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Scientists report drop in Earth’s movement amid coronavirus lockdown

A study in Brussels reported a drop in ambient seismic noise after the coronavirus lockdown started.

09/04/2020 By BGS Press
Image by BlenderTimer/Pixabay.

Seismologists across Europe have been looking at the effects of the coronavirus lockdown on seismic activity after a study in Brussels reported a drop in ambient seismic noise.

Thomas Lecocq, a seismologist at the Royal Observatory in Belgium, discovered that levels had fallen between 30 and 50 per cent since the middle of last month, which coincides with the country closing schools and businesses as part of the lockdown.

Now seismologists around the world have begun a collaborative effort to study this in more detail. The effect has been observed in the UK too.

RMS Noise earthquakes map
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RMS Noise (% change) earthquakes map.

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We measure ground vibrations from earthquakes using seismometers. These are incredibly sensitive so they also pick up other sources of vibration too, including human activity, such as road traffic, machinery and even people walking past. All these things generate vibrations that propagate as seismic waves through the Earth.

We compared the average daytime noise levels at seismic stations in the UK in the two week period since the start of the COVID-19 lockdown with the average noise levels for the beginning of the year. The results show reductions in noise levels at most of our stations of between 10 and 50 per cent.

Brian Baptie, BGS Seismologist.

Scientists say the reduction in seismic noise may help them to see signals from earthquakes that are normally buried in the noise.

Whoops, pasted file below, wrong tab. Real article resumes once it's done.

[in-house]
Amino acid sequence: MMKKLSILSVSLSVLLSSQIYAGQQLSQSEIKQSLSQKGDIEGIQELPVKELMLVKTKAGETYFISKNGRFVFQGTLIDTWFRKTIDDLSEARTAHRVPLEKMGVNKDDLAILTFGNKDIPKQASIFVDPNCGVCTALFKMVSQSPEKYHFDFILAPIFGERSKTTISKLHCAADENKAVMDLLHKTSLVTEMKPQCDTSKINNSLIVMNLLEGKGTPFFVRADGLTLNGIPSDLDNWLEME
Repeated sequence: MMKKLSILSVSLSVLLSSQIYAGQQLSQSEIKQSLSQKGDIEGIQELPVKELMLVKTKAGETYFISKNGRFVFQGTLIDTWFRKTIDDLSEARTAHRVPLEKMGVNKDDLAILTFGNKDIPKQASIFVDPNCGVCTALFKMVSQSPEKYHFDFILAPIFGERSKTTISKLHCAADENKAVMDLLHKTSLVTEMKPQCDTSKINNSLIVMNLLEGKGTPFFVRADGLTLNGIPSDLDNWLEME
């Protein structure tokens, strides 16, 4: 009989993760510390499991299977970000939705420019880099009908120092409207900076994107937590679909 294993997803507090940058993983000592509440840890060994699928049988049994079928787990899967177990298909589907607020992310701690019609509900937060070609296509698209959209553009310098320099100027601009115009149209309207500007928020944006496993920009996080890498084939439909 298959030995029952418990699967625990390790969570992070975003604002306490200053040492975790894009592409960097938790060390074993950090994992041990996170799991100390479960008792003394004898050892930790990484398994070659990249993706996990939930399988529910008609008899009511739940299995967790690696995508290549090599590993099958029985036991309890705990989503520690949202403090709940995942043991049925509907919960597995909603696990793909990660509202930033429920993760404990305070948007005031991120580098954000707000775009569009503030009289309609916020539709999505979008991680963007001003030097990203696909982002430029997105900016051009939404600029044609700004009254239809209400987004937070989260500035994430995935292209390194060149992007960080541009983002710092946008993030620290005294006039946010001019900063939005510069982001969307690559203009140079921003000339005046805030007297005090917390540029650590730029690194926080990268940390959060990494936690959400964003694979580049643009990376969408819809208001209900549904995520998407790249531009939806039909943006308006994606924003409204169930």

In theory, this reduction in noise should help scientists to detect more earthquakes in the UK, in Europe and all around the world, according to Dr Baptie.

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This might help us detect smaller earthquakes and also see low amplitude parts of the ground motions caused by larger earthquakes.

It’s important to understand that there hasn’t been any change to underlying earthquake activity. Also, this effect is temporary as the background noise levels will rise again when things get back to normal.

Brian Baptie.

City-based detectors, or those closest to urban centres are most likely to see the biggest improvements recording locations of earthquakes and aftershocks.

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We would expect those sensors that are closest to sources of human generated noise to show the biggest improvement, while those that are already in quiet rural areas may not change to so much.

That means that city-based detectors will get better.


Brian Baptie.

For now, scientists are excited by the prospect of being able to get more specific data from the recordings thanks to greater sensitivity.

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It will be exciting to see what difference this temporary improvement in signal to noise ratios might make.

In theory, it could lead to insights for geoscience, since much of our understanding about the internal structure of the Earth comes from observations of earthquakes. However, this generally relies on observations over long periods of time, whereas the window of time where our detection capability might be improved is likely to be relatively short.

Brian Baptie.

Find out more about how the BGS collects data to improve our understanding of earthquake hazards.

For further details or to arrange media interviews please contact:

Hannah Pole, British Geological Survey Press Office, Keyworth, Nottingham, NG12 5GG

Office: +44 (0)7565 297 132

Notes for Editors

The following are available for interview: Professor Brian Baptie, BGS

For additional information go to:

British Geological Survey

The British Geological Survey (BGS) is a world leading applied geoscience research centre that is part of UK Research and Innovation (UKRI) and affiliated to the Natural Environment Research Council (NERC). BGS core science provides objective and authoritative geoscientific data, information and knowledge to inform UK Government on the opportunities and challenges of the subsurface. It undertakes national and public good research to understand earth and environmental processes in the UK and globally. The BGS annual budget of approximately £60 million pa is funded directly by UKRI, as well as research grants, government commissions and private sector contracts. Its 650 staff work across the UK with two main sites, the head office in Nottingham and Lyell Centre, a joint collaboration with Heriot Watt University in Edinburgh. BGS works with more than 150 private sector organisations, has close links to 40 universities and sponsors about 100 PhD students each year. Please see


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